By Cynthia Rey
We have all experienced the feeling of longing for something out of our reach; be it something material, a loved one, or a particular goal. We’ve all longed for something.
Our early years flew by, and now we find ourselves with families of our own, perhaps still longing for something. That can certainly get tiring, wouldn’t you agree? Who would have thought we would possibly be giving up careers and personal dreams in order to stay home with our children full-time?
We sacrificed. We chose to go without the extra stable income, more grownup interaction, and on occasion, our patience. There have been times we were unable to join our friends for a lunch date because we simply could not afford it. We might have even dreaded birthday parties because we would have to somehow purchase someone a gift.
While some of us might have started our own home-based businesses to supplement our husbands’ wages, it has still been a sacrifice to stay home. It sure seems as if we have missed out on much. We might even grow resentful or depressed. These issues of the heart need to be addressed and dealt with as soon as possible, lest they, like yeast, permeate our homes and exhibit themselves in our words, actions, or lack thereof.
What we fail to see during these times of frustrations, though, is the treasure that comes with staying at home; a wealth so coveted by many, yet achieved by fewer families these days.
Have you truly considered the irreplaceable, priceless time and memories that have been granted to you and yours? Perhaps you have. It’s important that we remember our priorities.
The wealth gained by living on one income cannot be measured or counted, as you already know (but might have temporarily forgotten). It is not financial wealth. It is far more rewarding. It is a wealth that cannot be earned, yet it is made. A fountain of wealth, granted, and entrusted to us, by our Creator.
There is wealth in the time of sowing: We instill our values, morals, and God’s Word into our children. We teach them life skills that help our families’ routines and livelihood, which will benefit them by teaching them the importance of their contribution (among other things), and how to be self-reliant when they get older. They will remember us being there. The lines of communication can be more intentionally kept open. Knowing that every day has the potential to impact our children’s minds and habits will compel us to give them the best of us, while relying on God’s strength to see us through the struggles. There is wealth in this.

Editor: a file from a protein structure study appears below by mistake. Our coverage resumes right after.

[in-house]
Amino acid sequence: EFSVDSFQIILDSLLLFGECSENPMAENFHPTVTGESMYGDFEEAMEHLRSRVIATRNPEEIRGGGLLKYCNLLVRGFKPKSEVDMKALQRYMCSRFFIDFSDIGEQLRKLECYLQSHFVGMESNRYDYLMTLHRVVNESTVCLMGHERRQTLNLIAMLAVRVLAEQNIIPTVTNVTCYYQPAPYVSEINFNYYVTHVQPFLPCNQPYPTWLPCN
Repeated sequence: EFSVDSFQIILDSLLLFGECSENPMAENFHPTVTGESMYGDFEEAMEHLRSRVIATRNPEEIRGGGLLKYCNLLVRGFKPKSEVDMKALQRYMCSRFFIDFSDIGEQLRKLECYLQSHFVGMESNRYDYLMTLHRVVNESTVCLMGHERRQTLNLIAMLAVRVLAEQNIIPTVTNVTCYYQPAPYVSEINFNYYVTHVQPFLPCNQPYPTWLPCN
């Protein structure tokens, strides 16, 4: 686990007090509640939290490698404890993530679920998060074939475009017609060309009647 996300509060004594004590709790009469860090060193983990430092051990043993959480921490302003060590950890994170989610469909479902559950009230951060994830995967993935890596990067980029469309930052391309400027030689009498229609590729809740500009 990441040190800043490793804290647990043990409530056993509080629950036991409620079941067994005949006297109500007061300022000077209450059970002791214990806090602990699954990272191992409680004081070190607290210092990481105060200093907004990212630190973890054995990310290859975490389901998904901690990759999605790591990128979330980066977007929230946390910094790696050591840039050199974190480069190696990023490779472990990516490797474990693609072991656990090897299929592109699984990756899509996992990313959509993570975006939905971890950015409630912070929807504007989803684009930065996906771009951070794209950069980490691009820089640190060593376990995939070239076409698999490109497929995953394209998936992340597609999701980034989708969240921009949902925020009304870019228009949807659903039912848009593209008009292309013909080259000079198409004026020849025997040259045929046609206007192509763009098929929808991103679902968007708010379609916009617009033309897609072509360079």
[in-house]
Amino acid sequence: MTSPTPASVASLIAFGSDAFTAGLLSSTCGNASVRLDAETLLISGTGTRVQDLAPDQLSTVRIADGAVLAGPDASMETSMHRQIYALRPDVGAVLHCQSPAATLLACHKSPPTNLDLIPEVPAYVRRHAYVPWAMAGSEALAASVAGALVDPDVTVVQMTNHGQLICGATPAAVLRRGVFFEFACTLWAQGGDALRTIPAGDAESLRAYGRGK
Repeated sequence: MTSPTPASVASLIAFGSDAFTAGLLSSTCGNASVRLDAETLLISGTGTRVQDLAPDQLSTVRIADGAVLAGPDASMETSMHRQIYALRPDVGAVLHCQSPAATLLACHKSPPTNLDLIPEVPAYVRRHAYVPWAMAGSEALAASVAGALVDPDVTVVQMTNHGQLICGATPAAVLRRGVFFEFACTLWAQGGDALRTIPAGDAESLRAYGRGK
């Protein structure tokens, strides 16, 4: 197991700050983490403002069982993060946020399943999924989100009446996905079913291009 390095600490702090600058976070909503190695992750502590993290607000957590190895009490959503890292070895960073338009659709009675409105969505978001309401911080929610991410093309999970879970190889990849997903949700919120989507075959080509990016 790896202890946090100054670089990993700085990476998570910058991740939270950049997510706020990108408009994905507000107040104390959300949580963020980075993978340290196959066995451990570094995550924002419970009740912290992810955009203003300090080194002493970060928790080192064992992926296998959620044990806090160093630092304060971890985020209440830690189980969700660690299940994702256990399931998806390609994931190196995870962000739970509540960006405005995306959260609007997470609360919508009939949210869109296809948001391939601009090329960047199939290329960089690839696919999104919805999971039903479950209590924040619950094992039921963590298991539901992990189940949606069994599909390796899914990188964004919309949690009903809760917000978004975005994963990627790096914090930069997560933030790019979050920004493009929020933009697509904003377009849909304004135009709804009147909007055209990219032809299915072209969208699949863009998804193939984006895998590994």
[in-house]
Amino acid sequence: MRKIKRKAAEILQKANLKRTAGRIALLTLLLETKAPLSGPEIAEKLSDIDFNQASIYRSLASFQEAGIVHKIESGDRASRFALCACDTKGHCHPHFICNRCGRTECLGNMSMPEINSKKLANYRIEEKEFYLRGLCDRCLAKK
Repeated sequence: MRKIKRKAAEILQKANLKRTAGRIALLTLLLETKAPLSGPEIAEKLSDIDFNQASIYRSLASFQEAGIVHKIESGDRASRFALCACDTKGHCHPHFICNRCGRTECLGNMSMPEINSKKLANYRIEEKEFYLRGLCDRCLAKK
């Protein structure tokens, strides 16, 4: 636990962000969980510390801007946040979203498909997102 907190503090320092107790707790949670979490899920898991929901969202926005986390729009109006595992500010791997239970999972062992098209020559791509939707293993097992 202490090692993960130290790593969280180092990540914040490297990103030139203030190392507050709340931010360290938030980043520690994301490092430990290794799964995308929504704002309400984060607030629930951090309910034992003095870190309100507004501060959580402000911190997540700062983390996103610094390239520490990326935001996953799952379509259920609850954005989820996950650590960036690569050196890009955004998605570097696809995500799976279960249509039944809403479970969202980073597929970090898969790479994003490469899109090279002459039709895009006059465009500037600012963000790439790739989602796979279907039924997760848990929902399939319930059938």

There is wealth in the reaping: No work we do for the Lord will be in vain, and the prayers, time, and pain invested in our families will undoubtedly produce lasting fruit. The work that goes into maintaining a homestead, or keeping any home running, although exhausting, can bring families together. Although the daily chores will seem repetitive, and never-ending, the seasons will come and go, revealing a tapestry of moments, woven securely together to provide a covering of unity, irreplaceable relationships, memories, depth, lessons, and love. There is wealth in this.
There is wealth in the Sabbath year of rest: When we have seen the fruit of our labor, and God’s presence, every step of the way; when we are at peace, and can be glad for the years we struggled through, while giving God thanks and honor, we will enjoy a season of rest, to some degree. Like the Biblical Sabbath year of rest for the land, planting and plowing will cease, at least in the sense we were accustomed to. We will cultivate by watering, weeding, and pruning, resting from the hustle of the previous years of lard labor, yet not forgetting its blessings. There is wealth in this.
There is wealth in all of this. Please, believe it.
Let us not be parents that sacrifice emotional stability and precious memories at the altar of convenience. We will never regret the extra time we took to listen to our children’s incessant questions, stories, and even fears. We will never regret caring for our homes in ways that, to many others, might seem exaggerated, or unnecessary.
Our choices are best made when they honor God, and our families.
One income certainly makes things more challenging, but it also forces us to spend wisely, be creative, and allows us time. There is so much wealth in that. It is a wealth unable to be measured, counted, or contained. We are wealthy, indeed.
Cynthia Rey is a wife and stay at home, homeschooling mom to a 10-year-old son and her wonderful niece and nephew. She ministers to children, women, and young adults through
Faith Outspoken, striving always to be a woman after God’s own heart.